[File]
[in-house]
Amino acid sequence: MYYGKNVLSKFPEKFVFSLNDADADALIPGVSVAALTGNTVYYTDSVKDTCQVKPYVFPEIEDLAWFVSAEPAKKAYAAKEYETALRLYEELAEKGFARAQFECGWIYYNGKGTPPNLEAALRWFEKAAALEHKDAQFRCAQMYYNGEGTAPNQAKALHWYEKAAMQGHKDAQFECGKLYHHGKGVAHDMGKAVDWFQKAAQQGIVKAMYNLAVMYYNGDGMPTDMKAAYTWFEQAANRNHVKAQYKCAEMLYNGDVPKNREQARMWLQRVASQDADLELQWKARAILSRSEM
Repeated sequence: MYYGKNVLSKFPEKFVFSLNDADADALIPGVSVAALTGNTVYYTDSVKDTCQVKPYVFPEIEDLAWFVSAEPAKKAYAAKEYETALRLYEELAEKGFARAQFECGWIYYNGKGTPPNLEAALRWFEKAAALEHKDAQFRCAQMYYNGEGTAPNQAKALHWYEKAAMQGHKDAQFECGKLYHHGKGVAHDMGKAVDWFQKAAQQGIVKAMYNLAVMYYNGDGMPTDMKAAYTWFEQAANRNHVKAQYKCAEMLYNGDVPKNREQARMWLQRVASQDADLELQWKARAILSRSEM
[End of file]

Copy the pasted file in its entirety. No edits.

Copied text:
[in-house]
Amino acid sequence: MYYGKNVLSKFPEKFVFSLNDADADALIPGVSVAALTGNTVYYTDSVKDTCQVKPYVFPEIEDLAWFVSAEPAKKAYAAKEYETALRLYEELAEKGFARAQFECGWIYYNGKGTPPNLEAALRWFEKAAALEHKDAQFRCAQMYYNGEGTAPNQAKALHWYEKAAMQGHKDAQFECGKLYHHGKGVAHDMGKAVDWFQKAAQQGIVKAMYNLAVMYYNGDGMPTDMKAAYTWFEQAANRNHVKAQYKCAEMLYNGDVPKNREQARMWLQRVASQDADLELQWKARAILSRSEM
Repeated sequence: MYYGKNVLSKFPEKFVFSLNDADADALIPGVSVAALTGNTVYYTDSVKDTCQVKPYVFPEIEDLAWFVSAEPAKKAYAAKEYETALRLYEELAEKGFARAQFECGWIYYNGKGTPPNLEAALRWFEKAAALEHKDAQFRCAQMYYNGEGTAPNQAKALHWYEKAAMQGHKDAQFECGKLYHHGKGVAHDMGKAVDWFQKAAQQGIVKAMYNLAVMYYNGDGMPTDMKAAYTWFEQAANRNHVKAQYKCAEMLYNGDVPKNREQARMWLQRVASQDADLELQWKARAILSRSEM